This book contains the first arc of a three arc story written by Ta-Nehisi Coates, a 2015 National Book Award winner. The volume contains “Black Panther” (2016), #1-4, and—as a bonus—“Fantastic Four” (1961) #52, which is the edition in which the Black Panther was introduced.
The premise is that Wakanda is on the brink of coming apart at the seams, and there are nefarious forces afoot trying to spur a revolution. A mysterious woman, Zenzi, uses mind control unleash people’s rage. This results in an episode of violence that is the inciting incident for the story. But Zenzi isn’t working alone; she has a powerful ally named Tetu, who can control elements of nature.
Some background maybe useful for those unfamiliar with this character and / or who haven’t seen “Captain America: Civil War”–the movie in which Black Panther / T’Challa was introduced to the Marvel Cinematic Universe (MCU.) First, Wakanda is a fictional African nation. It’s quintessentially African with respect to culture, but it’s the most technologically advanced nation in the world. It achieved this first-world modernity and wealthy in large part because it possesses most of the world’s vibranium—a much desired, but fictional, metal. Vibranium can absorb huge amounts of energy and only become stronger. The metal is most famously known for being the material from which Captain America’s shield was made, but it crops up in Marvel stories quite frequently.
Second, the superhero Black Panther is the protector of Wakanda (though in some books—not this one—he does get drawn into global affairs) and is the alter ego of the Wakandan king, T’Challa. This duality is particularly relevant in this story line. On the one hand, the Black Panther must battle Zenzi and Tetu who are working together to bring the nation down. On the other hand, as King, T’Challa is forced to recognize his responsibility for the health of the nation, and he must be a good leader and not just a good fighter. There are the makings of an inner battle that must be fought concurrently with the battle against the enemies of the state. At the end of Volume #4, T’Challa is forced to face this through the words of a trusted maternal advisor.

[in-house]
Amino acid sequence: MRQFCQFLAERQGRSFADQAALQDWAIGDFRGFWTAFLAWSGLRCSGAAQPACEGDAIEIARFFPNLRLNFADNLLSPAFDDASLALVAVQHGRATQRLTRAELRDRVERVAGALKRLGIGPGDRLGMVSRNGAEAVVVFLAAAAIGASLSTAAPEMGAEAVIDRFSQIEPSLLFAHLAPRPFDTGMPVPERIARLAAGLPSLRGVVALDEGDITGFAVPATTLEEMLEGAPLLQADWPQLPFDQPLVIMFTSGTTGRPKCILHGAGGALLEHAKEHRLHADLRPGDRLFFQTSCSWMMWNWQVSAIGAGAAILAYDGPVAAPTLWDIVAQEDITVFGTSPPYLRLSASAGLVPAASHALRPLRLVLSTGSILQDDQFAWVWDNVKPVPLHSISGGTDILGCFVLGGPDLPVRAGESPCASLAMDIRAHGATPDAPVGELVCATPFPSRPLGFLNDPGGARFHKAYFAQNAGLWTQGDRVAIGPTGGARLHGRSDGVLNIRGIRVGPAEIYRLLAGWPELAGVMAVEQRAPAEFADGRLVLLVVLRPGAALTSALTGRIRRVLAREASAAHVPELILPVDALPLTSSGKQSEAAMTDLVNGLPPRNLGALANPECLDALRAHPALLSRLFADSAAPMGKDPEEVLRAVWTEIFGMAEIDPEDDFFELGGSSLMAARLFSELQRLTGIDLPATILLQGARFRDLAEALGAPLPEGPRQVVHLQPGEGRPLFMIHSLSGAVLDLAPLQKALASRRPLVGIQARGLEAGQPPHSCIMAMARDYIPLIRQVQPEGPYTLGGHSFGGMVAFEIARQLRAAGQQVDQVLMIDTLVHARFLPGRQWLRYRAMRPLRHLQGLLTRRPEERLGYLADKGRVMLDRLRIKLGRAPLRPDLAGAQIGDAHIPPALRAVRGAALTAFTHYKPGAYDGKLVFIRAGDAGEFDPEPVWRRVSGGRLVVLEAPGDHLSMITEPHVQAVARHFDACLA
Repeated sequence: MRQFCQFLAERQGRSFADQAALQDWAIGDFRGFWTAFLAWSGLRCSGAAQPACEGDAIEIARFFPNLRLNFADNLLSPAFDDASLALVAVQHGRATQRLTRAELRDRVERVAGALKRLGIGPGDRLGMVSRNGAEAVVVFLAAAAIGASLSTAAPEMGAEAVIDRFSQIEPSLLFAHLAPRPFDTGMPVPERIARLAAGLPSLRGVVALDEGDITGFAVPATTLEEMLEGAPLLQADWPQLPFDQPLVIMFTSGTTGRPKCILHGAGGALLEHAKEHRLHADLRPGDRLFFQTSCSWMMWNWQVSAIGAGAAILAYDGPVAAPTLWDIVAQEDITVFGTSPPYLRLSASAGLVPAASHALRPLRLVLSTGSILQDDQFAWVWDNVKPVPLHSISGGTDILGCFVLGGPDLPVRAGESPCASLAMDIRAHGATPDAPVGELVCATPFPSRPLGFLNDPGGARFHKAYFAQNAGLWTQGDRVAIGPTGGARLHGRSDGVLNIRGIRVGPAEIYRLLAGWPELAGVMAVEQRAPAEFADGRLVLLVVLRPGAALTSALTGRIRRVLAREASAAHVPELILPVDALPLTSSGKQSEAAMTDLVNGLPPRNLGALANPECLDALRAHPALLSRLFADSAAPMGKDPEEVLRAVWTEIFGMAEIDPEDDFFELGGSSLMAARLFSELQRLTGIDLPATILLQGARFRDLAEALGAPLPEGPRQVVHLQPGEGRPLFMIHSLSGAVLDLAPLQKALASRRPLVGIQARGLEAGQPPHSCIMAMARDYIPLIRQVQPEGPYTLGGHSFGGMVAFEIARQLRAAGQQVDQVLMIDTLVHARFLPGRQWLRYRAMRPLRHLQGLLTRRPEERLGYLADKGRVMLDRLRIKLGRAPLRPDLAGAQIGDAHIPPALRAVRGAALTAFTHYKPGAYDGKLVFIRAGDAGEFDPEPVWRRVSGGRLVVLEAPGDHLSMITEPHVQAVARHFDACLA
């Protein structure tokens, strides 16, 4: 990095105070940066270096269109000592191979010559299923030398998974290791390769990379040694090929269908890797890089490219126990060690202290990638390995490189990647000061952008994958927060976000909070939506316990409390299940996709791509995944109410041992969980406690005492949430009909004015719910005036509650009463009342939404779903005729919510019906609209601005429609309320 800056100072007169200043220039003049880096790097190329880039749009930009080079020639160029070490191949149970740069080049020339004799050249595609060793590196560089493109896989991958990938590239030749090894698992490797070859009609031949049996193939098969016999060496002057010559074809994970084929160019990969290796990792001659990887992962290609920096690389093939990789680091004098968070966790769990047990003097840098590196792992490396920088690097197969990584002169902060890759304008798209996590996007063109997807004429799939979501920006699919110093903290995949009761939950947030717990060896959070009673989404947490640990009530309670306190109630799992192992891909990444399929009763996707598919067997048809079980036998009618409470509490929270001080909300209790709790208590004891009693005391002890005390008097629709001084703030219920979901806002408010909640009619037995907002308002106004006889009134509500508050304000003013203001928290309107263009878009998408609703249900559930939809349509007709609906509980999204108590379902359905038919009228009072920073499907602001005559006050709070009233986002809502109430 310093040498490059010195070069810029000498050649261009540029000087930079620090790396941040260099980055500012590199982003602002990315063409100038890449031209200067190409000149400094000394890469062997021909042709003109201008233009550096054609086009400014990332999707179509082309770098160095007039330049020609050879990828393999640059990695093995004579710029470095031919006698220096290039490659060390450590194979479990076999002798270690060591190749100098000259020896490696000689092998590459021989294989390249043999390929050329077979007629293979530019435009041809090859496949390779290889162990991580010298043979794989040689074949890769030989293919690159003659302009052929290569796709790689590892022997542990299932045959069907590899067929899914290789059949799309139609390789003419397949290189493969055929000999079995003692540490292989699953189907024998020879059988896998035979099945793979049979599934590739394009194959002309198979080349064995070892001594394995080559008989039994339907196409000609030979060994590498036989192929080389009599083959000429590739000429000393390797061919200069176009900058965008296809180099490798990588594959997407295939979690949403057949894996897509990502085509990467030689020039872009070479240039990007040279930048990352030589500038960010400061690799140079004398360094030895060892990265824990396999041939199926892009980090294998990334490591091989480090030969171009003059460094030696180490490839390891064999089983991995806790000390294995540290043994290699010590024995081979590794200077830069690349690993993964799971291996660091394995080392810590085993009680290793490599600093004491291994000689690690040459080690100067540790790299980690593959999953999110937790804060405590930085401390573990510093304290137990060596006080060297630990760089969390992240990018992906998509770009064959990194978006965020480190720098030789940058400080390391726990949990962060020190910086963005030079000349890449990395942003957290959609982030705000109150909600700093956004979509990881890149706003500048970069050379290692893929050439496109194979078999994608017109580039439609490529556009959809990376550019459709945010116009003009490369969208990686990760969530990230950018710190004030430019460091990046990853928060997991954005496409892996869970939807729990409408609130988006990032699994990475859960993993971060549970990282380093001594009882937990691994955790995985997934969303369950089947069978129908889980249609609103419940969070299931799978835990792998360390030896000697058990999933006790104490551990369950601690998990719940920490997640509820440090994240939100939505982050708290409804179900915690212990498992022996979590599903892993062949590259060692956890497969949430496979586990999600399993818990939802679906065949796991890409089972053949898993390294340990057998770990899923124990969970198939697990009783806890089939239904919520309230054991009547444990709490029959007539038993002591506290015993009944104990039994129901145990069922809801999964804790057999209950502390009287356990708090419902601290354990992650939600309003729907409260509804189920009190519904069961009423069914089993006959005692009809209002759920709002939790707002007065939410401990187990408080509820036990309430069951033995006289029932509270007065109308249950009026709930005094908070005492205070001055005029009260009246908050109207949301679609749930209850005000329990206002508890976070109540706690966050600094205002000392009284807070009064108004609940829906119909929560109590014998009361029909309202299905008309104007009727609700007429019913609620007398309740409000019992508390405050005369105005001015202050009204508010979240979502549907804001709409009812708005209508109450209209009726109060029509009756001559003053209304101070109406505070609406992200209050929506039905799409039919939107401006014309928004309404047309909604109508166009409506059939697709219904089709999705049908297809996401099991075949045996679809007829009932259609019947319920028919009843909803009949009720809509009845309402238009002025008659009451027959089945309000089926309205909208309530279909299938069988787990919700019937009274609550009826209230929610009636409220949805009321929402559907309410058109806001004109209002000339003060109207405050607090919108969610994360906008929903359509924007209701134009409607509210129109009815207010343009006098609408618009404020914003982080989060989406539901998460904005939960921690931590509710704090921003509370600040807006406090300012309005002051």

In addition to the main plot in which the hero fights to keep the nation from collapsing, there are a couple of subplots. One involves an ex-member of the royal guard (i.e. the all-female Dora Milaje) using stolen technology to rescue her lover, another ex-member of Dora Milaje who was sentenced to death for killing a corrupt tribal leader. The two go on a spree of rescuing Wakandans. Another subplot involves T-Challa’s sister being trapped in a limbo between life and death called the Djalia—the plane of memory.
A word on the “Fantastic Four” comic book included: In it, T’Challa woos Reed Richards (Mr. Fantastic) into bringing the Four to Wakana by way of the gift of a flying car—a technology that seemed only slightly more feasible in 1961 than it does today. (Yes, I wrote that the way I meant it. In those days anything seemed possible. But after decades without a household jet-pack, we’ve become a more technologically pessimistic people… or is it just me?) Once in Wakana, the Black Panther battles the Fantastic Four, using not only his athletic prowess but also a series of technologies tailor-made against their powers. This makes it seem like the Black Panther was introduced as a villain, but he’s hunting them for the challenge rather than out of ill-will.
As would be expected from an award-winning author, this arc is well-written and sets up a fascinating story. As this is a comic book, I should also talk about the artwork, which was done by Brian Stelfreeze. However, I don’t know what to say beyond that I liked it well enough. I’m not particularly competent to speak on the subject–other than to say that it was generally easy to tell what was going on in the frames, and the action seemed to be well conveyed. I can’t speak at all to coloring as I read the Kindle edition in black & white (Not that I’d have anything interesting to say on the subject.)
I’d recommend this comic. There’s plenty of butt-kicking, but there’s also a thought-provoking tale of political intrigue.